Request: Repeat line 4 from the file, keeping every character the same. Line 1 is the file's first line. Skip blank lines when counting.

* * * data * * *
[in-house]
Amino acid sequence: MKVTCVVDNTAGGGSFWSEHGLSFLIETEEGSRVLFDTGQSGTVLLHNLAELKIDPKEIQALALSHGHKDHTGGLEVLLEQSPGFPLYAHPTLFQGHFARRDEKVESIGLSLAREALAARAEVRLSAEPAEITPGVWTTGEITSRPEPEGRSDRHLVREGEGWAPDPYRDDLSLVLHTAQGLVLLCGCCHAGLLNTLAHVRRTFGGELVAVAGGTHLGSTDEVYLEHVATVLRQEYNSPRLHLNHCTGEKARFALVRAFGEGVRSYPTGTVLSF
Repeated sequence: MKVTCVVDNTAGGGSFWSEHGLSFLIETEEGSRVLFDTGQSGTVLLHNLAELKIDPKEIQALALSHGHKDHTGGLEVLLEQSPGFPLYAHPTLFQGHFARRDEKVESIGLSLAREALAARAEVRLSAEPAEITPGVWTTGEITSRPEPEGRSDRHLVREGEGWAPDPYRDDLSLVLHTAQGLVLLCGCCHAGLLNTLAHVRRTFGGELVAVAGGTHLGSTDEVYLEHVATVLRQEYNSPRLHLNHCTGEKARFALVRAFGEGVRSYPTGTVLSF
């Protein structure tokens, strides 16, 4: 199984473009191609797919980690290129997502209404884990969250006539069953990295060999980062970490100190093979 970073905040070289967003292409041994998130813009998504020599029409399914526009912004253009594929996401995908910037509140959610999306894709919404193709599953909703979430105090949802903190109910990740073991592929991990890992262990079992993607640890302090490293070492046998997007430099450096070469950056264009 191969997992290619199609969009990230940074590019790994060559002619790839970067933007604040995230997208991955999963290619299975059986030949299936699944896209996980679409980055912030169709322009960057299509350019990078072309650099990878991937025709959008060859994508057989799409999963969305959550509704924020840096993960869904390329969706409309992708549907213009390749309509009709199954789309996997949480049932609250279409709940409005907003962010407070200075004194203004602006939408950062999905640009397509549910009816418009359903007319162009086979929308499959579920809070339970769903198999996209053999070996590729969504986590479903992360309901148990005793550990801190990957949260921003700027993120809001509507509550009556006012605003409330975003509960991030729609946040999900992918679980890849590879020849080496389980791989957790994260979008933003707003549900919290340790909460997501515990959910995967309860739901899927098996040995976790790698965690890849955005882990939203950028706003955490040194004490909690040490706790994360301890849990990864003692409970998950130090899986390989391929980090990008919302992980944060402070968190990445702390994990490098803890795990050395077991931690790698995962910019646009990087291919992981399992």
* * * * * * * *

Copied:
């Protein structure tokens, strides 16, 4: 199984473009191609797919980690290129997502209404884990969250006539069953990295060999980062970490100190093979 970073905040070289967003292409041994998130813009998504020599029409399914526009912004253009594929996401995908910037509140959610999306894709919404193709599953909703979430105090949802903190109910990740073991592929991990890992262990079992993607640890302090490293070492046998997007430099450096070469950056264009 191969997992290619199609969009990230940074590019790994060559002619790839970067933007604040995230997208991955999963290619299975059986030949299936699944896209996980679409980055912030169709322009960057299509350019990078072309650099990878991937025709959008060859994508057989799409999963969305959550509704924020840096993960869904390329969706409309992708549907213009390749309509009709199954789309996997949480049932609250279409709940409005907003962010407070200075004194203004602006939408950062999905640009397509549910009816418009359903007319162009086979929308499959579920809070339970769903198999996209053999070996590729969504986590479903992360309901148990005793550990801190990957949260921003700027993120809001509507509550009556006012605003409330975003509960991030729609946040999900992918679980890849590879020849080496389980791989957790994260979008933003707003549900919290340790909460997501515990959910995967309860739901899927098996040995976790790698965690890849955005882990939203950028706003955490040194004490909690040490706790994360301890849990990864003692409970998950130090899986390989391929980090990008919302992980944060402070968190990445702390994990490098803890795990050395077991931690790698995962910019646009990087291919992981399992």